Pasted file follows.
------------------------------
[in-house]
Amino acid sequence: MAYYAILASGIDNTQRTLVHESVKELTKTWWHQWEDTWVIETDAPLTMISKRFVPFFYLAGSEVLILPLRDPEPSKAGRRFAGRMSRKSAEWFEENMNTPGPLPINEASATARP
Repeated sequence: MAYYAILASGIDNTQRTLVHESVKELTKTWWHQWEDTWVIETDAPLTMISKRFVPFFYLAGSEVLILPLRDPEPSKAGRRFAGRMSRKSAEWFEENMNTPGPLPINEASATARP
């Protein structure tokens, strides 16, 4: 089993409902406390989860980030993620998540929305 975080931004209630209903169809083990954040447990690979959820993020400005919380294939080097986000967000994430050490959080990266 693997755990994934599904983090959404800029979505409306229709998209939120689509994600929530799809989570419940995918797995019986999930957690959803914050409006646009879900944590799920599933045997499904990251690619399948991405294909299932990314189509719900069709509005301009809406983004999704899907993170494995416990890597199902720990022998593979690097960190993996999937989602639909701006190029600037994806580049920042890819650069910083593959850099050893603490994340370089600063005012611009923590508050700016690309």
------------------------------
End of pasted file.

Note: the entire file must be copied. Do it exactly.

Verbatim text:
[in-house]
Amino acid sequence: MAYYAILASGIDNTQRTLVHESVKELTKTWWHQWEDTWVIETDAPLTMISKRFVPFFYLAGSEVLILPLRDPEPSKAGRRFAGRMSRKSAEWFEENMNTPGPLPINEASATARP
Repeated sequence: MAYYAILASGIDNTQRTLVHESVKELTKTWWHQWEDTWVIETDAPLTMISKRFVPFFYLAGSEVLILPLRDPEPSKAGRRFAGRMSRKSAEWFEENMNTPGPLPINEASATARP
């Protein structure tokens, strides 16, 4: 089993409902406390989860980030993620998540929305 975080931004209630209903169809083990954040447990690979959820993020400005919380294939080097986000967000994430050490959080990266 693997755990994934599904983090959404800029979505409306229709998209939120689509994600929530799809989570419940995918797995019986999930957690959803914050409006646009879900944590799920599933045997499904990251690619399948991405294909299932990314189509719900069709509005301009809406983004999704899907993170494995416990890597199902720990022998593979690097960190993996999937989602639909701006190029600037994806580049920042890819650069910083593959850099050893603490994340370089600063005012611009923590508050700016690309």